Online editions change how newspapers make money

The ability for news consumers to get print journalism online has helped them stay up-to-date, but it’s changed the way newspapers responsible for much of the content stay in business.

With newspapers shifting away from their traditional print editions, new sources of online revenue could breathe new life into this old medium.

It’s easier than ever to access newspaper content online. While this is good for their audience, the newspapers driving this change have been through a tumultuous journey.

The change begins

Six years ago, people got their news very differently. Newspapers, trying to keep up with their changing audience, made crucial errors trying to keep up.

Reuters examined the changing trends in newspaper advertising saw because of the online movement in 2007, which highlights how much has changed in the past six years.

The intervening years have seen a vast shift in newspapers’ financial situation. Gone are the days of “Extra, Extra,” and advertisers clamoring for prime space in print editions. It took them years to adjust, but some major newspapers have now seen an astounding shift: their online subscriptions are bringing in more money than print advertisements.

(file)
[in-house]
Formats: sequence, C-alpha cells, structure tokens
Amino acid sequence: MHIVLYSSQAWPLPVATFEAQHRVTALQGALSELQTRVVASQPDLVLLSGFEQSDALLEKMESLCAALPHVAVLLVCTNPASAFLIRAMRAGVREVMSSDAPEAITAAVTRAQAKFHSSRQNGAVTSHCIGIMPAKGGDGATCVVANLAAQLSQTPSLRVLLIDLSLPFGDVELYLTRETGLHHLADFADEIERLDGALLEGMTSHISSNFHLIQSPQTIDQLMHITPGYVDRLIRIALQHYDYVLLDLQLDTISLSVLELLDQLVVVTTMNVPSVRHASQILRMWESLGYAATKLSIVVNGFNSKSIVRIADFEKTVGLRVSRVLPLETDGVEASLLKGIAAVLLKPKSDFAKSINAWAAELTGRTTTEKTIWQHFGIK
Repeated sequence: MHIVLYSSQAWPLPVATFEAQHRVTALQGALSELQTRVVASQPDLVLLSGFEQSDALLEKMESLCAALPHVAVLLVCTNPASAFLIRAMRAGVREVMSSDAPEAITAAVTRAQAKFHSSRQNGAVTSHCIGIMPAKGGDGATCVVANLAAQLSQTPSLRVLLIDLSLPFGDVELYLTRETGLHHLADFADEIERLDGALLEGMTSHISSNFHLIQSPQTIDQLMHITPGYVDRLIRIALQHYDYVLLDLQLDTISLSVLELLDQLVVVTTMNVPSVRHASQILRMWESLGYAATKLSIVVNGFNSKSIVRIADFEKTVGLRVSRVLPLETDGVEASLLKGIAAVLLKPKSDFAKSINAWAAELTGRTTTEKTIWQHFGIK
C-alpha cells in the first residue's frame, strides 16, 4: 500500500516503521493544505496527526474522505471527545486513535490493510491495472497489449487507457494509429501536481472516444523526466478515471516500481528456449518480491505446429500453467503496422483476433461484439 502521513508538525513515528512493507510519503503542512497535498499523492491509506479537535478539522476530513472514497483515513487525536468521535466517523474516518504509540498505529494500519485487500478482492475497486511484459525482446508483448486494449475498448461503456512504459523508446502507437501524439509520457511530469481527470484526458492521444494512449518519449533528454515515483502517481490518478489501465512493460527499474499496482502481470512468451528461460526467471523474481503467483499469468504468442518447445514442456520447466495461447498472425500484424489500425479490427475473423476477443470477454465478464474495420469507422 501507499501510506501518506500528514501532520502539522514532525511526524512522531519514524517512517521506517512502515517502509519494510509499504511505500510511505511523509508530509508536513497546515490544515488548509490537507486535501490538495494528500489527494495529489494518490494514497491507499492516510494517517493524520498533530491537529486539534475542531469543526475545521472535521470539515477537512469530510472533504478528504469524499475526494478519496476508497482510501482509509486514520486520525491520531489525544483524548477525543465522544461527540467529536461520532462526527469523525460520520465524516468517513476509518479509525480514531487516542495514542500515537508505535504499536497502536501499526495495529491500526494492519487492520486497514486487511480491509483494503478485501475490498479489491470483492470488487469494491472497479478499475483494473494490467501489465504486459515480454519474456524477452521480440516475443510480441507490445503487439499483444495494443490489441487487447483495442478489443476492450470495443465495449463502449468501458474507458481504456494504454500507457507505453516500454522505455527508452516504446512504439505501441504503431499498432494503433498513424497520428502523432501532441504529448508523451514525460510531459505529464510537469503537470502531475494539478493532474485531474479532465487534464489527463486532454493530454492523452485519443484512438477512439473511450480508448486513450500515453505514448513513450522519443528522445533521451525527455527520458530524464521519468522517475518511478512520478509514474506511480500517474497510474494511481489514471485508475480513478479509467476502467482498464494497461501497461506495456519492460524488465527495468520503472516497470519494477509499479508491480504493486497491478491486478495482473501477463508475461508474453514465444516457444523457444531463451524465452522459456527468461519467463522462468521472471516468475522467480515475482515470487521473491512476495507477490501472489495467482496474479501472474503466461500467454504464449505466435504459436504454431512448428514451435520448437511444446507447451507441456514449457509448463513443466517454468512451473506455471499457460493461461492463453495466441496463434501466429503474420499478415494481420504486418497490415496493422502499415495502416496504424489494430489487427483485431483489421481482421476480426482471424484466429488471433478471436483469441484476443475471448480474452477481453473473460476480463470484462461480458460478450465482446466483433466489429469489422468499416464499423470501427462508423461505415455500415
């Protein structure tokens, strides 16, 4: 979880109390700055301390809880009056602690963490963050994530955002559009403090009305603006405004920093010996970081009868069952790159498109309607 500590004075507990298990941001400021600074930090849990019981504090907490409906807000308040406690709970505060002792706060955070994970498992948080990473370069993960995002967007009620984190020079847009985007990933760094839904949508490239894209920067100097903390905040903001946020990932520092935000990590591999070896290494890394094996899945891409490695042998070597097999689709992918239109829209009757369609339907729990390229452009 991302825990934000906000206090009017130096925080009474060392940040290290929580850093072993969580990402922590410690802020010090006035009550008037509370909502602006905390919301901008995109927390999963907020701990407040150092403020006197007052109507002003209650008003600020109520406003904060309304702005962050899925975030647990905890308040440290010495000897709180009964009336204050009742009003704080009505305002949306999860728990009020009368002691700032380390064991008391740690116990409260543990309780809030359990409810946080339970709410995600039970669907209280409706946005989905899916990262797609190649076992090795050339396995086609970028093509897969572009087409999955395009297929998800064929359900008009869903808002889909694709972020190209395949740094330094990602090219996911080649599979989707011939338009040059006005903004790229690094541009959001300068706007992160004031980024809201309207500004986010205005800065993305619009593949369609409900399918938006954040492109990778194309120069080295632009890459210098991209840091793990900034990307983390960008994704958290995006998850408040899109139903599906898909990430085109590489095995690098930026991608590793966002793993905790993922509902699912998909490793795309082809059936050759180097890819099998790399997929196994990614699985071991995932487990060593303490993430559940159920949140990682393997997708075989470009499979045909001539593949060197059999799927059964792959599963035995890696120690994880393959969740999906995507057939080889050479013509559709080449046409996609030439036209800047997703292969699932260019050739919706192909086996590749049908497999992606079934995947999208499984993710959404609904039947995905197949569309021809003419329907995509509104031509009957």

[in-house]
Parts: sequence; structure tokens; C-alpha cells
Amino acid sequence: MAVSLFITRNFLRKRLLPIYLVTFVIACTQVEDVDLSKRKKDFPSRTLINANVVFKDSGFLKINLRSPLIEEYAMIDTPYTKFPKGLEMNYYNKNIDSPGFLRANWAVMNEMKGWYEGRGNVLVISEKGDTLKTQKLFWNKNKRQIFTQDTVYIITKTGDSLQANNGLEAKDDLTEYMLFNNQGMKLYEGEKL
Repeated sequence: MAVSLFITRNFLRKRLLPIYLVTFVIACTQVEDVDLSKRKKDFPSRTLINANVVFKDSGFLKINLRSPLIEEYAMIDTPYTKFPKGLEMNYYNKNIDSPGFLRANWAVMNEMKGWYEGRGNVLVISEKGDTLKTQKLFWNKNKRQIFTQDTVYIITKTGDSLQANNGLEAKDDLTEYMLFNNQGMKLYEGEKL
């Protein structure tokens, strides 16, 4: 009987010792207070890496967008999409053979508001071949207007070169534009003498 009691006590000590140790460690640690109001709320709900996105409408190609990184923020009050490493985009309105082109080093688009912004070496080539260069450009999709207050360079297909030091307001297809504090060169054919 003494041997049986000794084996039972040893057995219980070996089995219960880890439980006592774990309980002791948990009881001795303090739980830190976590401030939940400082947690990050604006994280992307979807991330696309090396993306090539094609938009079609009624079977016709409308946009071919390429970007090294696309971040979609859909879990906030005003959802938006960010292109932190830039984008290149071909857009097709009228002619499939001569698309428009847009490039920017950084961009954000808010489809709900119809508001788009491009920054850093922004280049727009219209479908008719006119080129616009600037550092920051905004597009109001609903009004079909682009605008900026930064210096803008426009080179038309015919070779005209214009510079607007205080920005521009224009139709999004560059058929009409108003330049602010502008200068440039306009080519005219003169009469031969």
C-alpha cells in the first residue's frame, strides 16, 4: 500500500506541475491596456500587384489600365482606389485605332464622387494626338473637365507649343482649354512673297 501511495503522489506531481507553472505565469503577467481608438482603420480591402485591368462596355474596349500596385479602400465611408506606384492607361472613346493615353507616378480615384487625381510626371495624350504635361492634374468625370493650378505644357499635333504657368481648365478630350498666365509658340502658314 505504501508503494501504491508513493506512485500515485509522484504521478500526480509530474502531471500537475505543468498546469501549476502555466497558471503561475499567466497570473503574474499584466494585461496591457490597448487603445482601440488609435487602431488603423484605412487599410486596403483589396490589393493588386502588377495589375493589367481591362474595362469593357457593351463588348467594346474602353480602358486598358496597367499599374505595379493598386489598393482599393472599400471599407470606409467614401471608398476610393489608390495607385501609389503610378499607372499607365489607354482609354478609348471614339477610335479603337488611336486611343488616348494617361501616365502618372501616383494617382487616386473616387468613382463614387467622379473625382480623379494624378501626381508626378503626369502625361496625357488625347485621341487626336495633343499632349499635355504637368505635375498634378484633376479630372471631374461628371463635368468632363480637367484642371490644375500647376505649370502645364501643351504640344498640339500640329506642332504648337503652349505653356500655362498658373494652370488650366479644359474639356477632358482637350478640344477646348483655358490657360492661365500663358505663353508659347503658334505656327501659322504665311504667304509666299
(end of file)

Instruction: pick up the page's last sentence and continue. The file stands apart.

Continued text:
The new world of advertising

Margaret Sullivan, public editor for The New York Times, said that 2012 circulation revenue— money from subscriptions and paper sales— outweighed that brought in by print advertising.

Margaret Sullivan of The New York Times said her company saw online subscriptions bring in more money than print ads in 2012. Copyright 2013 The New York Times Company

This switch represents a major shift from past practices, but The Times doesn’t plan on stopping there. Sullivan interviewed other editors and outlined some of the ways they wish to use their newfound web prowess:

-Increased international investigative journalism

-Proper use of funds to maximize web presence

-Incorporation of breaking news coverage and extra online content

The future of online journalism

Newspapers can survive in the age of the Internet, as The New York Times has illustrated. The question that remains to be seen is whether other newspapers can adapt in time to survive.

Newspaper Death Watch, an online entity that tracks the decline of newspapers, notes that many have not been so lucky.

One thing is for certain: to ignore The Times’ trend is to underestimate newspapers, which remain a force to be reckoned with

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